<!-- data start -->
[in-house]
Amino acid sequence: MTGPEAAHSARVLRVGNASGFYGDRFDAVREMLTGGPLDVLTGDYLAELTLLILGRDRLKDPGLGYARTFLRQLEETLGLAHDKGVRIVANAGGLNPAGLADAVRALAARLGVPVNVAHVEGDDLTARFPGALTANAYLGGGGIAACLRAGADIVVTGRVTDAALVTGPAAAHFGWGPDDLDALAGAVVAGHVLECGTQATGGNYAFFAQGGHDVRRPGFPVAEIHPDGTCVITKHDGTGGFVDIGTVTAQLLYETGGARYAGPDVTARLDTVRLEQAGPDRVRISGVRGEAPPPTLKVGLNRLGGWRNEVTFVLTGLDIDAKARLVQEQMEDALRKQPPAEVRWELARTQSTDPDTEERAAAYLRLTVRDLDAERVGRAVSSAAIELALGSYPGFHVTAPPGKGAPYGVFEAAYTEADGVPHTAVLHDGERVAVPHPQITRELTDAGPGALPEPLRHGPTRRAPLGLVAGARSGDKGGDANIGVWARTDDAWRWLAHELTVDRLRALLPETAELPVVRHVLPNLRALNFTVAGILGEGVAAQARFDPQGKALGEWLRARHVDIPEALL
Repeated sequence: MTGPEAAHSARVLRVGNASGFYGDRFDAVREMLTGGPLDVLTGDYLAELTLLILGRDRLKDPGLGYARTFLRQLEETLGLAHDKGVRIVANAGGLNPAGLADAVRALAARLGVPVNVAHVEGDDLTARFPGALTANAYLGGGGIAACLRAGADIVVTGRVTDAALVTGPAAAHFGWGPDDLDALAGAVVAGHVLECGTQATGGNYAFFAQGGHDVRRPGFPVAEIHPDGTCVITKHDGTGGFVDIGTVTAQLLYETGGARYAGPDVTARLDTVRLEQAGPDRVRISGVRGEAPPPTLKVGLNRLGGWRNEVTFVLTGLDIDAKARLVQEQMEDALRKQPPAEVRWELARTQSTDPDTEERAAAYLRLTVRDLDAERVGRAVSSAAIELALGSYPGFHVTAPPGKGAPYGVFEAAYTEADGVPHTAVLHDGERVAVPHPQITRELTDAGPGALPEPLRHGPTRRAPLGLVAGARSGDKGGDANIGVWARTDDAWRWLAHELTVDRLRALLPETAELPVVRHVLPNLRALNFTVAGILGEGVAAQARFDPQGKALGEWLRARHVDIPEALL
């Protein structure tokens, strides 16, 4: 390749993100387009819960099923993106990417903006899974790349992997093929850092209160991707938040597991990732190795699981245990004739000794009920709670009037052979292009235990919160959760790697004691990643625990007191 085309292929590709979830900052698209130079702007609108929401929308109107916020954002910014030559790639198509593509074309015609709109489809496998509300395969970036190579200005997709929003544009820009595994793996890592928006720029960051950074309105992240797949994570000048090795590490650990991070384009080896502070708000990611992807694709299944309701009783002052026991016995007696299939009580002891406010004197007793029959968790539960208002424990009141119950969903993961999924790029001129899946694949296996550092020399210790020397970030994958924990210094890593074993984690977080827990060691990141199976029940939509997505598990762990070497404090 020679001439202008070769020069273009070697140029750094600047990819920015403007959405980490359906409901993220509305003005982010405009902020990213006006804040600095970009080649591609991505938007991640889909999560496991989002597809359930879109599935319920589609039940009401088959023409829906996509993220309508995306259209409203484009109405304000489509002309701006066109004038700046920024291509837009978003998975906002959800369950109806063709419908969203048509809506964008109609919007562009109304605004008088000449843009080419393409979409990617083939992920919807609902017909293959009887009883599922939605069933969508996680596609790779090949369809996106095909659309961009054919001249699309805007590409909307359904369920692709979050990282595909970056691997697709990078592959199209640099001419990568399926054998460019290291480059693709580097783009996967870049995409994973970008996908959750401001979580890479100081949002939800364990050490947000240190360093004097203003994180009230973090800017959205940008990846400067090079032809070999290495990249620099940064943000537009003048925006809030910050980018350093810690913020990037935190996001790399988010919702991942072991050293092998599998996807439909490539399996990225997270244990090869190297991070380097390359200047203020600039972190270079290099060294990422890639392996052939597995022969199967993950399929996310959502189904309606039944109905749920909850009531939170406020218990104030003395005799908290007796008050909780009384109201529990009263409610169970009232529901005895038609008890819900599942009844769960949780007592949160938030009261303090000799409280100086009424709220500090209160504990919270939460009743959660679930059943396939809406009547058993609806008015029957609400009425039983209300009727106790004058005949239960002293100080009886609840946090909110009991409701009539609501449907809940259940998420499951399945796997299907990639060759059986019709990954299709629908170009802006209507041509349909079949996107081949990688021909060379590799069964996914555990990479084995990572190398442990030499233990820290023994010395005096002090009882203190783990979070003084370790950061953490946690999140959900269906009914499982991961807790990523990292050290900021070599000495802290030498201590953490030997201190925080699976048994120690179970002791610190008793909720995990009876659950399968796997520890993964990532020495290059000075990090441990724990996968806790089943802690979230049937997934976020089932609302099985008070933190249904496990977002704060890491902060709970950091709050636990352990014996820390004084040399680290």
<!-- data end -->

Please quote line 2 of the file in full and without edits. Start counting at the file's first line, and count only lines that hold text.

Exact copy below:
Amino acid sequence: MTGPEAAHSARVLRVGNASGFYGDRFDAVREMLTGGPLDVLTGDYLAELTLLILGRDRLKDPGLGYARTFLRQLEETLGLAHDKGVRIVANAGGLNPAGLADAVRALAARLGVPVNVAHVEGDDLTARFPGALTANAYLGGGGIAACLRAGADIVVTGRVTDAALVTGPAAAHFGWGPDDLDALAGAVVAGHVLECGTQATGGNYAFFAQGGHDVRRPGFPVAEIHPDGTCVITKHDGTGGFVDIGTVTAQLLYETGGARYAGPDVTARLDTVRLEQAGPDRVRISGVRGEAPPPTLKVGLNRLGGWRNEVTFVLTGLDIDAKARLVQEQMEDALRKQPPAEVRWELARTQSTDPDTEERAAAYLRLTVRDLDAERVGRAVSSAAIELALGSYPGFHVTAPPGKGAPYGVFEAAYTEADGVPHTAVLHDGERVAVPHPQITRELTDAGPGALPEPLRHGPTRRAPLGLVAGARSGDKGGDANIGVWARTDDAWRWLAHELTVDRLRALLPETAELPVVRHVLPNLRALNFTVAGILGEGVAAQARFDPQGKALGEWLRARHVDIPEALL